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Author Topic: What is driving sub-Saharan Africa’s rapid rise in drug use ?  (Read 5474 times)

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What is driving sub-Saharan Africa’s rapid rise in drug use ?
« on: September 04, 2019, 08:04:30 AM »

What is driving sub-Saharan Africa’s rapid rise in drug use ?

03 SEP 2019

More data could help curb the continent’s increase in the use of illegal substances.

The number of drug users in sub-Saharan Africa is expected to increase by nearly 150% by 2050, according to new research by the ENACT programme at the Institute for Security Studies, in partnership with the Frederick S Pardee Center for International Futures.

This is just a 5% increase in the proportion of its population experimenting with illicit substances relative to today. But the projected population growth in sub-Saharan Africa means the continent will experience the largest growth in the number of absolute users of any region on the globe.

This is in contrast to a roughly 70% increase in South Asia, a developing region also set to experience a rapid escalation in the number of drug users by 2050, as illustrated by the figure below.

Africa will experience the largest growth in absolute numbers of drug users of any region globally

Research on the effects of illicit drug consumption has largely been restricted to the developed world. Some investigations into the role that developing countries play in international drug markets have been done, but there hasn’t been much research into the local effects of increased drug usage in these countries. The focus has largely been on developing regions as sites of production or transportation, rather than consumption.

The new ENACT study reveals several interesting findings. For one, illicit drug consumption in sub-Saharan Africa is already quite high. At 1.6% of the adult population, drug prevalence levels are higher in sub-Saharan Africa than in Latin America and the Caribbean or South Asia, though not as high as in Europe and Central Asia.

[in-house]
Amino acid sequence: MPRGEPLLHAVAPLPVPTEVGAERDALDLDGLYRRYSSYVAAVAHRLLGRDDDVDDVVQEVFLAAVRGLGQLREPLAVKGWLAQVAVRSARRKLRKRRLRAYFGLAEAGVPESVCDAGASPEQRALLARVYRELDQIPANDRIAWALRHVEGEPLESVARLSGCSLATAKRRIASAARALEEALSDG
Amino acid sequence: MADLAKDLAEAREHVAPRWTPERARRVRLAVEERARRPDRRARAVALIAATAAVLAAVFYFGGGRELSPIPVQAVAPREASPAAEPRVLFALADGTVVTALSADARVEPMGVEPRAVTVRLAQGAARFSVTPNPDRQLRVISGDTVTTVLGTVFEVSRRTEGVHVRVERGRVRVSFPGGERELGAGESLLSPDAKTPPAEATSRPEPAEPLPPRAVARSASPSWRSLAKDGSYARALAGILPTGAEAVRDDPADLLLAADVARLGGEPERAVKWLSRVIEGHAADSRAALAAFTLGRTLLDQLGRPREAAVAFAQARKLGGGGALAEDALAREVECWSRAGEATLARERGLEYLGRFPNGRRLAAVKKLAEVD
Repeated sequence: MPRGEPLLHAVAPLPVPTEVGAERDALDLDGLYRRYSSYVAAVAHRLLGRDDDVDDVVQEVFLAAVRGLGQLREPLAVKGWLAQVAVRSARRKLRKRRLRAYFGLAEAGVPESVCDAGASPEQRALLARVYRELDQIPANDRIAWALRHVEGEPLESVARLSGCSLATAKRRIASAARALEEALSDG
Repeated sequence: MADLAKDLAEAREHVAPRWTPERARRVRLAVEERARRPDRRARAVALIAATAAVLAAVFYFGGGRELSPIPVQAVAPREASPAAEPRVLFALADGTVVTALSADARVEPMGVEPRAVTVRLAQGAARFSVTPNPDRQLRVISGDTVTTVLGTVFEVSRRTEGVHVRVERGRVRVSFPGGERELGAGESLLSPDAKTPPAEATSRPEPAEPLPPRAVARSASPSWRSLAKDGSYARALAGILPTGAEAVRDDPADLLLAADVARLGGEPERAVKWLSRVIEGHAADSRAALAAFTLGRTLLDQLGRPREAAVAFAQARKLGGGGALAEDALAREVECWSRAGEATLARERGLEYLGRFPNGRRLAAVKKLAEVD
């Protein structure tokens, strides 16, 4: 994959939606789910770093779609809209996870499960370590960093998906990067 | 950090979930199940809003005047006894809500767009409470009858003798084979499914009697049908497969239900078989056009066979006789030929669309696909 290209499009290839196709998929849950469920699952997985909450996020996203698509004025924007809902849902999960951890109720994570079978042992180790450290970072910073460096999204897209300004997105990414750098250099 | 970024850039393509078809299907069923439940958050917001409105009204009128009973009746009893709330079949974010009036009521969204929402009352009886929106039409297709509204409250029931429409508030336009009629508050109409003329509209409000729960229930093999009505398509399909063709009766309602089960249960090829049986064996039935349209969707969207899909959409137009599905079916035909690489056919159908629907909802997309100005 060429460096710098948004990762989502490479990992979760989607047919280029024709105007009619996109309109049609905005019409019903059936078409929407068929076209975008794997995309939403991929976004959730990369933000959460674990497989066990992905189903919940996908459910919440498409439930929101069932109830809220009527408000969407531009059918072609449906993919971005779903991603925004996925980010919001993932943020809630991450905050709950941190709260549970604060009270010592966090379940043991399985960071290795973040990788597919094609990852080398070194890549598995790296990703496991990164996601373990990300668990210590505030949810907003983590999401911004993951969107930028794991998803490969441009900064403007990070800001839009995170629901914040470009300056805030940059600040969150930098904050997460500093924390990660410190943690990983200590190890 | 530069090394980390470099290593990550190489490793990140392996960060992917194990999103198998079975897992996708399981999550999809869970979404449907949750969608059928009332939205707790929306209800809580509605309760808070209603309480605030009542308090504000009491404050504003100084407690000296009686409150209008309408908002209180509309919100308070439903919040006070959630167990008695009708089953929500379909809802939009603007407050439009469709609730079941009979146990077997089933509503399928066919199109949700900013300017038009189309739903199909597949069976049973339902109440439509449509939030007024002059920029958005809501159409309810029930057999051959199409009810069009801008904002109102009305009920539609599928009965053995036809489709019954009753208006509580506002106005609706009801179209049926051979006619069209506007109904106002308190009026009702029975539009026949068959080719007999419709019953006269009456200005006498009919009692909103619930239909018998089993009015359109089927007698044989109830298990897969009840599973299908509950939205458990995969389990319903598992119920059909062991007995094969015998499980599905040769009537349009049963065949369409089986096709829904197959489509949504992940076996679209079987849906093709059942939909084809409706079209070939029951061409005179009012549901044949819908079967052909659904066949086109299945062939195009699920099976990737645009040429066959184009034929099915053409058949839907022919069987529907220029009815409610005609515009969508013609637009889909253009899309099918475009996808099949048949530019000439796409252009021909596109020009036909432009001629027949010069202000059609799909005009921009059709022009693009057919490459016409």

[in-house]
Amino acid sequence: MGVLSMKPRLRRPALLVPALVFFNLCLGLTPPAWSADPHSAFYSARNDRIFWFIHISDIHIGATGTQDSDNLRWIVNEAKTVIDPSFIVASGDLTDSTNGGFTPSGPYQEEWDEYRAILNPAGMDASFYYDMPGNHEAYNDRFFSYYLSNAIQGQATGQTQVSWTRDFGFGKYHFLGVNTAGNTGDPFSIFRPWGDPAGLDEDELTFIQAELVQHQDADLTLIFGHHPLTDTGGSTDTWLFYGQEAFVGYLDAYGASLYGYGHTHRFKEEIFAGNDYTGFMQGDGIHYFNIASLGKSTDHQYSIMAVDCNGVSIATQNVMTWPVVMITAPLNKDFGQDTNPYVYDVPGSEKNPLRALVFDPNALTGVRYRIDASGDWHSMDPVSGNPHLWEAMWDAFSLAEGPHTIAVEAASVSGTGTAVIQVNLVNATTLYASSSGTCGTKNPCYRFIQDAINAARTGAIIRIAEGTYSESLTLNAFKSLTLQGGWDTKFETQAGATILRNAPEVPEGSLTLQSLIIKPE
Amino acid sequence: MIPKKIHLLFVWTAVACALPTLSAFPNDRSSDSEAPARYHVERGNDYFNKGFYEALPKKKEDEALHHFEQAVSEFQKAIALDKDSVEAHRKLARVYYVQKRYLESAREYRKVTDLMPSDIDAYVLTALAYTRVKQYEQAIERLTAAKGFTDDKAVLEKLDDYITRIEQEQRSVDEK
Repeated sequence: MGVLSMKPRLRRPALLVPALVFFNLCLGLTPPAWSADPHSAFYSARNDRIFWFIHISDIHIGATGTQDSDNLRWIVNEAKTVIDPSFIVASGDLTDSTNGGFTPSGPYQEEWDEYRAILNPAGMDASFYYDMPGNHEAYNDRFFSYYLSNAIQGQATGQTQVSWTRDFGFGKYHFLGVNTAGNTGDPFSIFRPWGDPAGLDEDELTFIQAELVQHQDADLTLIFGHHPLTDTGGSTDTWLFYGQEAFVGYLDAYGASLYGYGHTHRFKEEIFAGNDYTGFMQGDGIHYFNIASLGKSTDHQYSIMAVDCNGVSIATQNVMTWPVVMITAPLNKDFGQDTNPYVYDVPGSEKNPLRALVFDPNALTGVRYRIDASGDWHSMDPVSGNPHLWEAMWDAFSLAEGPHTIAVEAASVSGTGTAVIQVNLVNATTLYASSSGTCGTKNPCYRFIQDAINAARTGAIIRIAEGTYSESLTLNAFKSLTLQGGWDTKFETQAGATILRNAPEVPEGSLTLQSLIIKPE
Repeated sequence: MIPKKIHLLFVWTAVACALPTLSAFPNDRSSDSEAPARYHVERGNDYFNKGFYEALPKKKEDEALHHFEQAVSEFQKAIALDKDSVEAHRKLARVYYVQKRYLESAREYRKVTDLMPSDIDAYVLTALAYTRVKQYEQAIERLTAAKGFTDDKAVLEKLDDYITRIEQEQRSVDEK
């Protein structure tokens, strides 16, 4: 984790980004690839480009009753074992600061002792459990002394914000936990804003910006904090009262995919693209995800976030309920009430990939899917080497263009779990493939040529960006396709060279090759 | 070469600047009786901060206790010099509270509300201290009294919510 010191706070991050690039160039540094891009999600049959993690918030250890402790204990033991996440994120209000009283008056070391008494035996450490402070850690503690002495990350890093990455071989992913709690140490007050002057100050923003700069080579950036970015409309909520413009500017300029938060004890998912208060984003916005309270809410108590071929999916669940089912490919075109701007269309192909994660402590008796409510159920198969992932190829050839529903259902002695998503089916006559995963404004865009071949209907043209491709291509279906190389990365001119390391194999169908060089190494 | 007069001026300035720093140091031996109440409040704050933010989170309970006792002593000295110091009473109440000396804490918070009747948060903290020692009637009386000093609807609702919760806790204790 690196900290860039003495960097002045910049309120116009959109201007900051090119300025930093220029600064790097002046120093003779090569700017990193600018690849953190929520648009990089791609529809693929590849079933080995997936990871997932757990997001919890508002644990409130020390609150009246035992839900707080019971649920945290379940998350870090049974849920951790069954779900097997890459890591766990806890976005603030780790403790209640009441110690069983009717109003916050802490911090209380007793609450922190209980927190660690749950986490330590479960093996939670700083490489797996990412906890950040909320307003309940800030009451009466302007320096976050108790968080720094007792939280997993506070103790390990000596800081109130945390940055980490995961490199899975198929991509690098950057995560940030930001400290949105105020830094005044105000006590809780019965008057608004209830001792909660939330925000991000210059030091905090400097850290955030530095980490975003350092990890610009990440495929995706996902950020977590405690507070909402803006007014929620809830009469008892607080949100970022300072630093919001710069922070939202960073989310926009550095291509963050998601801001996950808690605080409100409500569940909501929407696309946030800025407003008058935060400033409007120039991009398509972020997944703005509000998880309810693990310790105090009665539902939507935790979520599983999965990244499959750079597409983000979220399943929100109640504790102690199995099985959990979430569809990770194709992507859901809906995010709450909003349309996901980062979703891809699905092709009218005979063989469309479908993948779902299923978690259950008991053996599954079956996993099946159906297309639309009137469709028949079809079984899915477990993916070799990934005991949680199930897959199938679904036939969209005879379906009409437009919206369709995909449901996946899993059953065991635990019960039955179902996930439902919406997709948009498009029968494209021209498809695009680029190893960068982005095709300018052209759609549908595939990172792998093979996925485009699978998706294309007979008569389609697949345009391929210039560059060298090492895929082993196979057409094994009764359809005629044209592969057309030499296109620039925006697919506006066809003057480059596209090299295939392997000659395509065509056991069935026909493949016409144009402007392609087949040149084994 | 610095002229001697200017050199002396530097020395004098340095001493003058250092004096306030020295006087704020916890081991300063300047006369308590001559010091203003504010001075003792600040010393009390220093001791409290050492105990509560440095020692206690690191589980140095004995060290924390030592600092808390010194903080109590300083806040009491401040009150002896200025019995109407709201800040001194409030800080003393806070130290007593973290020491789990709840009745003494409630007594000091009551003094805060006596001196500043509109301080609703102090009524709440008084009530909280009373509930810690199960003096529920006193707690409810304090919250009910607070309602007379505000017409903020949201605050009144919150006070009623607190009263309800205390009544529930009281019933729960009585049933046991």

Number of drug users in select developing regions

Source: International Futures v. 7.36 initialised from United Nations Office on Drugs and Crime (UNODC) and Institute for Health Metrics and Evaluation (IHME) data

There are many forces driving this surge in drug prevalence. Africa is persistently young, increasingly affluent and rapidly urbanising – all factors that elevate the probability that a person will decide to use illicit substances.

The continent also suffers from high levels of poverty and inequality, which the World Health Organization has found creates additional stress factors that make a person more likely to engage in risky behaviour. There are also cultural factors that can make people more (or less) likely to use drugs.

Some traditional societies are able to rely on customs and norms to deter at-risk individuals from using drugs. But other, often more liberal, societies may be more easily influenced by a westernised culture – due to the ubiquity of the internet and social media – that is more tolerant of drug use. There is also research to suggest that the actual substance that people experiment with is highly elastic and influenced by a number of factors like availability, popularity and relative cost.